landmark building on river of kreuzberg-friedrichshain


Another great spot for young professionals, Schöneberg is slightly more upmarket than the above neighborhoods. The happy medium if you want to sample the edgier side of Berlin, while taking things a little easier. With lots of history, quality shops, excellent co-working spaces, and greenery in the form of Südgelände nature park.


Moving more upmarket, and away from Berlin’s hipster vibe. This is where to go if you want to avoid the high octane center in favor of a relaxing, residential neighborhood. Features some great restaurants, plenty of green spaces, and Berlin’s most famous shopping street: Kurfürstendamm.

Ich spreche kein Deutsch!

Don’t speak German? It’s not much of a problem in Berlin, especially if you’re moving from the US or the UK.. Being an important business and tourism capital, many Germans here speak good English. There is also a massive international community here, which communicates predominantly in English. It’s a good idea to make a German-speaking friend early though- it will help on the occasions you do need German, for example when dealing with public administration.

You should learn German if you can, though. It would be a shame to live in Berlin for a few months and not pick up any of one of the continent’s most important languages. There are so many ways to learn these days, and the government (VHS) offers subsidized courses in the city. Joining a language school is also a great way to meet other expats.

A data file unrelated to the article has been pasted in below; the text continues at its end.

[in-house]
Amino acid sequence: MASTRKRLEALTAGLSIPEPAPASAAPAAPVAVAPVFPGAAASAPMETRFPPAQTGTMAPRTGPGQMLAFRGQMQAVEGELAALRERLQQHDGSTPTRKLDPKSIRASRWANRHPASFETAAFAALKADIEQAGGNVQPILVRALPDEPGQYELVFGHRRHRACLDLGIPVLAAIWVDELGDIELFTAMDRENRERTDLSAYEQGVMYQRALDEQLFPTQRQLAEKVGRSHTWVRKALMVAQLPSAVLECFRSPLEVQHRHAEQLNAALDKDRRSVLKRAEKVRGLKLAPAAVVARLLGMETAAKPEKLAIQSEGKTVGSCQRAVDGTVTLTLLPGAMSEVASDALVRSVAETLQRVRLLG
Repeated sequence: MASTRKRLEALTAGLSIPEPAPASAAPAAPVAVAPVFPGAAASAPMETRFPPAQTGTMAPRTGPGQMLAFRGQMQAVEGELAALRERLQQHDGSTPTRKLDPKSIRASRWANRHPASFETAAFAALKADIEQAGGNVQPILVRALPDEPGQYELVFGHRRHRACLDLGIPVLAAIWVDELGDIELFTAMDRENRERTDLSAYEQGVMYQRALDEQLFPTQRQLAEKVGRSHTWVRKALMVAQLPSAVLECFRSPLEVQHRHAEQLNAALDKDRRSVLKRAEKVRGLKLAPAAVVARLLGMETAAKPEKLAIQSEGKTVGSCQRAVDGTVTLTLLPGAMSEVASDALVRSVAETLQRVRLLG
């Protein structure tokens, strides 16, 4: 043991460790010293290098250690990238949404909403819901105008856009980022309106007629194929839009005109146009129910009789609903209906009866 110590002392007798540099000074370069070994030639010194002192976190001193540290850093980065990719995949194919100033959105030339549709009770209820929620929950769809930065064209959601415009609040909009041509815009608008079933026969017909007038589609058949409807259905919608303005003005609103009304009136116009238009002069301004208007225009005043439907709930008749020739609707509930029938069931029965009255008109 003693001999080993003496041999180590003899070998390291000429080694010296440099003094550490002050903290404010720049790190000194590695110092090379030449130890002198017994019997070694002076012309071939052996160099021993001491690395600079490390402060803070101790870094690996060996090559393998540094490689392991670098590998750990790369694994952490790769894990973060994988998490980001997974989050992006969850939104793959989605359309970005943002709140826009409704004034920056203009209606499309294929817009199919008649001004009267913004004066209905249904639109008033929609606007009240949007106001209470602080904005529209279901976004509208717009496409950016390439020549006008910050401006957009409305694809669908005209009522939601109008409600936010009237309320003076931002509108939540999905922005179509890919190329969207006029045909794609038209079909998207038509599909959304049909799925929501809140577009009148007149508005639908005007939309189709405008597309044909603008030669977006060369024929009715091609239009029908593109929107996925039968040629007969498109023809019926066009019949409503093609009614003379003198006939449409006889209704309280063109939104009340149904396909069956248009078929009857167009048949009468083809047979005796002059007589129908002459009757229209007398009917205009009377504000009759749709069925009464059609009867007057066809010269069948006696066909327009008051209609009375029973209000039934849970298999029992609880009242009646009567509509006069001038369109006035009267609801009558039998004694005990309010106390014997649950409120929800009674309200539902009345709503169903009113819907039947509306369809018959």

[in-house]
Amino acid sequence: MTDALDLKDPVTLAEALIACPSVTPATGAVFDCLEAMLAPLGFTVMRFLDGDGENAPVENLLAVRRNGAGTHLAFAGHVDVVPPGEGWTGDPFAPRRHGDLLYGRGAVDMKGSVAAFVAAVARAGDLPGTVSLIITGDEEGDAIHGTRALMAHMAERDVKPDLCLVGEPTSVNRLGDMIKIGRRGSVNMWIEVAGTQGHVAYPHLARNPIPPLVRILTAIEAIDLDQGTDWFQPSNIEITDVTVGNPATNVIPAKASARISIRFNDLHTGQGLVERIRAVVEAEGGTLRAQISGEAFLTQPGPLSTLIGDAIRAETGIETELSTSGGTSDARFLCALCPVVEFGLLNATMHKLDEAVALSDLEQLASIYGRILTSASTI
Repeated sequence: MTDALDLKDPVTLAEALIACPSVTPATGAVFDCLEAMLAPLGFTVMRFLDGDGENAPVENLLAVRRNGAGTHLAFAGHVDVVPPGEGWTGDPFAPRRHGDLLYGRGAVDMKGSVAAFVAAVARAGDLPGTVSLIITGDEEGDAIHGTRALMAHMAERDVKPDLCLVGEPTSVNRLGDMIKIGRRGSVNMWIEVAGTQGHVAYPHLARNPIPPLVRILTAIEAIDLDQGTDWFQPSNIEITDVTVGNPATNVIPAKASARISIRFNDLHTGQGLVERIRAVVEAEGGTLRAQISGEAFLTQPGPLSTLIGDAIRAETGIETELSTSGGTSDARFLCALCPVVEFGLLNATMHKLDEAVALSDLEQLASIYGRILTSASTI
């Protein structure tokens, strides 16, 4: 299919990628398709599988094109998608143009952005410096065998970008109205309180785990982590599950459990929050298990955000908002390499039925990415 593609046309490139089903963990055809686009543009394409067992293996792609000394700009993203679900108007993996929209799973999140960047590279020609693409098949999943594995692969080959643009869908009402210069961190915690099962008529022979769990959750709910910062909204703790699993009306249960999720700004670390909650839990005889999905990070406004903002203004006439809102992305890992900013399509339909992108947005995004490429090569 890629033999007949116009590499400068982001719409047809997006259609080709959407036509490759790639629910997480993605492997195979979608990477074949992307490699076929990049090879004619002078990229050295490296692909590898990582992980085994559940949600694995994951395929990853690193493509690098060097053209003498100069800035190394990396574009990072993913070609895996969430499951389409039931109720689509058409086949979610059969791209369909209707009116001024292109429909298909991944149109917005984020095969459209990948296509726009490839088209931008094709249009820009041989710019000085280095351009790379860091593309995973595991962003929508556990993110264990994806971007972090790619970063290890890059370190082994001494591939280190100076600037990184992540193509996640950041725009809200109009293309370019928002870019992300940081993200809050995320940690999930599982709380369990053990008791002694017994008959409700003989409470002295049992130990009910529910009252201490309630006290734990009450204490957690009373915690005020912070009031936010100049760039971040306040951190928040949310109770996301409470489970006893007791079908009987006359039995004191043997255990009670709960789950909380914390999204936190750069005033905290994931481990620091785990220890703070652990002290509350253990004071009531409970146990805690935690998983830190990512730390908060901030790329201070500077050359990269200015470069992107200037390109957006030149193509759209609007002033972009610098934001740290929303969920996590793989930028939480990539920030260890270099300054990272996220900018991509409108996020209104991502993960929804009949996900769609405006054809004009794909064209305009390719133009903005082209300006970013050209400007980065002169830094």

Until you’ve decided whether or not to learn, here are some key phrases to get you through the first few weeks:

  • Guten tag! – Good morning!

  • Ich heiße… – My name is… (second word pronounced like “hi sir”)

  • Wo ist… – Where is…

  • Ein großes bier bitte – One large beer please

  • Ich liebe dich – I love you

  • Danke – Thank You

german flag infront of building

How do I use the public transport in Berlin?

Berlin is not a bad city to drive around expats in Berlin. Some of the streets are quite narrow, but the other drivers are generally pretty respectful. There are also a decent number of car sharing services, which you’ll probably want to use if you’re only living in Berlin Germany short term. You’ll most likely want to join in with the city’s eco-friendly nature though, and make use of the city’s public transport system. Clean, safe, comfortable, and very punctual- Berlin’s is one of the best in the world, making getting around the city for those moving to Berlin. Our transport guide will tell you how to use it: